Alan Wong's Fish-Friendly "Farmers Series"
by Mollie Chen
At Alan Wong's eponymous Honolulu restaurant, sustainability is served in a silky brown butter sauce and topped with sautéed Hamakua mushrooms. The chef recently partnered with Brooks Takenaka of the city's United Fishing Agency for a special fish-focused "Farmers Series" dinner. Takenaka oversees Honolulu's weekly fish auction, a frenzied dawntime affair complete with high-paced bartering and butchering. There, he's usually on hand to talk about the best way to choose fish (with your eyes and nose) and how to be a responsible consumer (seek out sustainable varieties of fish and do your homework).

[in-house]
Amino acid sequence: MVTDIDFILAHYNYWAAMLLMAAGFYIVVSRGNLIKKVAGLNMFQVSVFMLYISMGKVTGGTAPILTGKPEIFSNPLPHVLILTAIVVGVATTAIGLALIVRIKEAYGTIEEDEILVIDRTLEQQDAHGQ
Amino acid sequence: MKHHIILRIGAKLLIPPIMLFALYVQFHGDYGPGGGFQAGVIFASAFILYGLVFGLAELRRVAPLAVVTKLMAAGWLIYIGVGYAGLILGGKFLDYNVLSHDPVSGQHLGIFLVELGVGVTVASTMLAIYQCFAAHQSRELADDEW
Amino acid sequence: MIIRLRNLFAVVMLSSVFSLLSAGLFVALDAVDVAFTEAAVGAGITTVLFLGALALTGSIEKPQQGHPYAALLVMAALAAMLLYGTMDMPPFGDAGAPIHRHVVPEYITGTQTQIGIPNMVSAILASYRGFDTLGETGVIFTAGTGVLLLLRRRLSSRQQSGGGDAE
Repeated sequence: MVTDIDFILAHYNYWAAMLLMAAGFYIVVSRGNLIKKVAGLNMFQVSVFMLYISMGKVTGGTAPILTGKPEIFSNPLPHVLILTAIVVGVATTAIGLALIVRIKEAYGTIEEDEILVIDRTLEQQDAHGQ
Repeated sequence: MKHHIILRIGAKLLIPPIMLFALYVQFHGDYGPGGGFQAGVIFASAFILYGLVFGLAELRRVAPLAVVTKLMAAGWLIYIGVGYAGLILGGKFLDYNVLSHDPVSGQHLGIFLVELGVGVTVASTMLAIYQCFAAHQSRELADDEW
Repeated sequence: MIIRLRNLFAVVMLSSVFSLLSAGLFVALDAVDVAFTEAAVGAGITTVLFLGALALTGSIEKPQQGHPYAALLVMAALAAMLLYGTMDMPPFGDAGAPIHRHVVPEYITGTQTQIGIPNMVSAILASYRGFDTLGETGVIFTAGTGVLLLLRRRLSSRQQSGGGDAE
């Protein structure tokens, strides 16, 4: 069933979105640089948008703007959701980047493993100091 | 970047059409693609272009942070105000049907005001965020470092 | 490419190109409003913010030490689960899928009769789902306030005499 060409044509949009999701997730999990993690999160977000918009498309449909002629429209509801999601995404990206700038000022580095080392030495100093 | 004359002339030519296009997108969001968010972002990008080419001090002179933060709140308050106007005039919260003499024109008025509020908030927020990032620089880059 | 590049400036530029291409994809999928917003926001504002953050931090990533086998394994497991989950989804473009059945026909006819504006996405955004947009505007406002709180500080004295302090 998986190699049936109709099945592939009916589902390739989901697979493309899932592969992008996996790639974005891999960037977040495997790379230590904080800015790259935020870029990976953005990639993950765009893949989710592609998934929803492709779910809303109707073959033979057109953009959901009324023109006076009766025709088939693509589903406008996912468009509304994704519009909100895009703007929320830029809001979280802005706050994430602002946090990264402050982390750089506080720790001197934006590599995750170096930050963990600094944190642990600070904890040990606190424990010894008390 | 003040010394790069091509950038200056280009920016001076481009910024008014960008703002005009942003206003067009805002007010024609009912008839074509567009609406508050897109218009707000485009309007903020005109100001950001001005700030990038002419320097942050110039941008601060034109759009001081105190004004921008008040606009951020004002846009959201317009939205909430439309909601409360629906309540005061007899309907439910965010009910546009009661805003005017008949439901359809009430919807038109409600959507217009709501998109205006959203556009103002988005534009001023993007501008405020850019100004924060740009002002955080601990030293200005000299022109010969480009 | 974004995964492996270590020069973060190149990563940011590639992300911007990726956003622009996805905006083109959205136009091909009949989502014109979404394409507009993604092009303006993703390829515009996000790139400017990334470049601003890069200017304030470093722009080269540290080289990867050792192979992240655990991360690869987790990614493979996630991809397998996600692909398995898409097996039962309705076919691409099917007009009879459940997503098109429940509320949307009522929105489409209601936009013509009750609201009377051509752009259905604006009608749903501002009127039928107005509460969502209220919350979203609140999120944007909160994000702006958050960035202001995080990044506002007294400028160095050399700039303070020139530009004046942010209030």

Instead of big-name local varieties like opakapaka and ono, the Farmers Series menu highlights lesser known--but equally delicious--types of indigenous fish. Mild yellowfin tuna is paired with tart yuzu red onions and silky bigeye tuna topped with spicy coconut milk. Shutome, a firm local swordfish, is served with yuzu brown butter and balanced on a yuba-encased lobster cake, while flaky opah, or moonfish, comes with sugar-sweet local cherry tomatoes and a roasted ulu and warabi ragout. Takenaka heads the recently formed Hawaii Seafood Council, which is working to promote sustainability through events like this, partnerships with local fishermen and consumers, and an information-full Web site, soon to be up and running.